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AIR FORCE CROSS AWARDED POSHUMOUSLY TO SGT JOHN CHAPMAN
Fox News | 1-10-03 | Fox News

Posted on 01/10/2003 7:55:09 AM PST by DWar

Edited on 01/10/2003 9:53:16 AM PST by Admin Moderator. [history]

Fox news just reported the posthumous awarding of the Air Force Cross to Sgt John Chapman.

Medals were given to his widow with his two daughters, to his mother and to his father.

While fighting in Afghanastan, Sgt Chapman was credited with saving the lives of the SEAL team with which he worked by heroic action. While under fire he attacked and secured an enemy machine gun position and immediately began attacking another. He began to take fire from three directions whie enjoying only minimal cover and succumed to his wounds. His SEAL team leader credited Sgt Chapmen with saving the lives of the entire team.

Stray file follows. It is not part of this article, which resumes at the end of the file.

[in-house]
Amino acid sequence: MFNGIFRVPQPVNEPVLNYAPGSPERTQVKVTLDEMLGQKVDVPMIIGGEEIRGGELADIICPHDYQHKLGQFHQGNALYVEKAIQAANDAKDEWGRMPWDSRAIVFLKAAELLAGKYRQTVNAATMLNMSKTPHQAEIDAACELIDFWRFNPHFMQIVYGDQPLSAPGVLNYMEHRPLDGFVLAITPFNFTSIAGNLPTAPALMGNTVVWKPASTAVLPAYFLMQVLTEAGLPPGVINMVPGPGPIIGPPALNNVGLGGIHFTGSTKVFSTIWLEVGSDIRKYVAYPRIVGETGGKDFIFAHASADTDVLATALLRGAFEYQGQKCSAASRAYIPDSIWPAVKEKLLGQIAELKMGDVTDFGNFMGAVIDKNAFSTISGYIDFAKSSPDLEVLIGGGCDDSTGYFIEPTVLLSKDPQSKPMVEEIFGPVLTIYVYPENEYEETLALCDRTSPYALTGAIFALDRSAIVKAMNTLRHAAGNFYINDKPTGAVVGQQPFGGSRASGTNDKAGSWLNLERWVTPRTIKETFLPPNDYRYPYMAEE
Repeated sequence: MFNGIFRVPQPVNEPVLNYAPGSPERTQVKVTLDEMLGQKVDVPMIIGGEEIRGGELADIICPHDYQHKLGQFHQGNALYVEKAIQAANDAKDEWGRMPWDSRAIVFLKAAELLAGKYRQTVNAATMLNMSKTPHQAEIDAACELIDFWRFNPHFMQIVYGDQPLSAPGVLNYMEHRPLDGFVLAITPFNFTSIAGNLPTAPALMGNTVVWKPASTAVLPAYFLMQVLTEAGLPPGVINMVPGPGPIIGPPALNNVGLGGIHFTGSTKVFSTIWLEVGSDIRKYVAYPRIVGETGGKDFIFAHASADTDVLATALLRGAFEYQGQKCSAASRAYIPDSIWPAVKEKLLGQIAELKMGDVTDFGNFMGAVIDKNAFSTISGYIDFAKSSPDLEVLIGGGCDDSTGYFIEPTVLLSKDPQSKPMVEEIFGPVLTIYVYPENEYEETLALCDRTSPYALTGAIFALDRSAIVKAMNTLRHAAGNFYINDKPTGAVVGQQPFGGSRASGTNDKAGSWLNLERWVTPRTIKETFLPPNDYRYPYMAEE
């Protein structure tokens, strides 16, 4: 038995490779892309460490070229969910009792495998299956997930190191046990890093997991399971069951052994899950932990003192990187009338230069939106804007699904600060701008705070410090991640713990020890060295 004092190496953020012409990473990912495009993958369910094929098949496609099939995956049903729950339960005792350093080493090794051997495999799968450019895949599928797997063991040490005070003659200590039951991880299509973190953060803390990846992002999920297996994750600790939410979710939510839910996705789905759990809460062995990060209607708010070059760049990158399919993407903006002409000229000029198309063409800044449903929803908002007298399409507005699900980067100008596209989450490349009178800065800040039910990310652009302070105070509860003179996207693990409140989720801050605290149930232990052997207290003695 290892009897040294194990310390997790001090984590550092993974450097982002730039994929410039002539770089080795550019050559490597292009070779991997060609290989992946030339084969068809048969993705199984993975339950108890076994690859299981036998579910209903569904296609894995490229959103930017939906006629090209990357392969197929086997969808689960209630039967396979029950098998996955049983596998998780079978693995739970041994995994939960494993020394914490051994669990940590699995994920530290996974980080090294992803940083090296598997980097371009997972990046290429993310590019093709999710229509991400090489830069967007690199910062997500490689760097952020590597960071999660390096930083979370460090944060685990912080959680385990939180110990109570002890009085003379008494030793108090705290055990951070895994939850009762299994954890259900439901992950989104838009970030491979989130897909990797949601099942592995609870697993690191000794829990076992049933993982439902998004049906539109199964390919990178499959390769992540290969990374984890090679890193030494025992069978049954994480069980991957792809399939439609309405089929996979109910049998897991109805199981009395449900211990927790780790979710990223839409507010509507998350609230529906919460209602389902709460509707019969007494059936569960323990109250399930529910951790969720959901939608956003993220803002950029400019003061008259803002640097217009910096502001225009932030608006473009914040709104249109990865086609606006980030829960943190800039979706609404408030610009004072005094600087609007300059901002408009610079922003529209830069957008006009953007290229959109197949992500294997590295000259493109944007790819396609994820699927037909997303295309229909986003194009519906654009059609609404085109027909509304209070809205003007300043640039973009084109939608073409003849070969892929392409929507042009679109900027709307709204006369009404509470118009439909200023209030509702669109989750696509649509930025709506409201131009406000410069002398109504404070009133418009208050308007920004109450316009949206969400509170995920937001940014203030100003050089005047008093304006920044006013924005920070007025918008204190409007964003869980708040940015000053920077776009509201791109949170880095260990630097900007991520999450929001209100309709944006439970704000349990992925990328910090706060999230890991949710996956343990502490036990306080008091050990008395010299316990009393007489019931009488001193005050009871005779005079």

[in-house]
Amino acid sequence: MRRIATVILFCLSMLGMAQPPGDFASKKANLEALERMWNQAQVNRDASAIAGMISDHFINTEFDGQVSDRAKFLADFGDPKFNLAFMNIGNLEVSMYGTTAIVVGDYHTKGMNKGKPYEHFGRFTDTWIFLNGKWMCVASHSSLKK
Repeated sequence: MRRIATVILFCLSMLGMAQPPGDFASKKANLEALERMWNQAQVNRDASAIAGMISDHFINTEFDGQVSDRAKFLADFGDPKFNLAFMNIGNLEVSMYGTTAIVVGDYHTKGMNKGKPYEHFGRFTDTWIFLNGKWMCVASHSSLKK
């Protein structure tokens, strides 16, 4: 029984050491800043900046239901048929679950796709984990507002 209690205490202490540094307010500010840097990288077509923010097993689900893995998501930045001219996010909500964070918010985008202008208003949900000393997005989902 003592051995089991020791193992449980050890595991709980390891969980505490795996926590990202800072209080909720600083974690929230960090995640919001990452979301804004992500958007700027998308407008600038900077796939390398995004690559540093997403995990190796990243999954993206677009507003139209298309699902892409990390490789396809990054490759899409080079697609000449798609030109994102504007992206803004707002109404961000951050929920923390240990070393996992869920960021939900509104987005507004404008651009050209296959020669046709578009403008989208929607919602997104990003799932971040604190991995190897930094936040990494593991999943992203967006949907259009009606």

The Air Force Cross is the highest award issued by the United States Air Force.

May God bless this American hero and bless and comfort his greiving family.


TOPICS: Breaking News; Culture/Society; Foreign Affairs; Miscellaneous; News/Current Events
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An American Hero.
1 posted on 01/10/2003 7:55:09 AM PST by DWar
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To: DWar
God bless him
2 posted on 01/10/2003 7:58:20 AM PST by KantianBurke
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To: DWar
It probably doesn't take the pain away, but it might help.
3 posted on 01/10/2003 7:58:21 AM PST by Thebaddog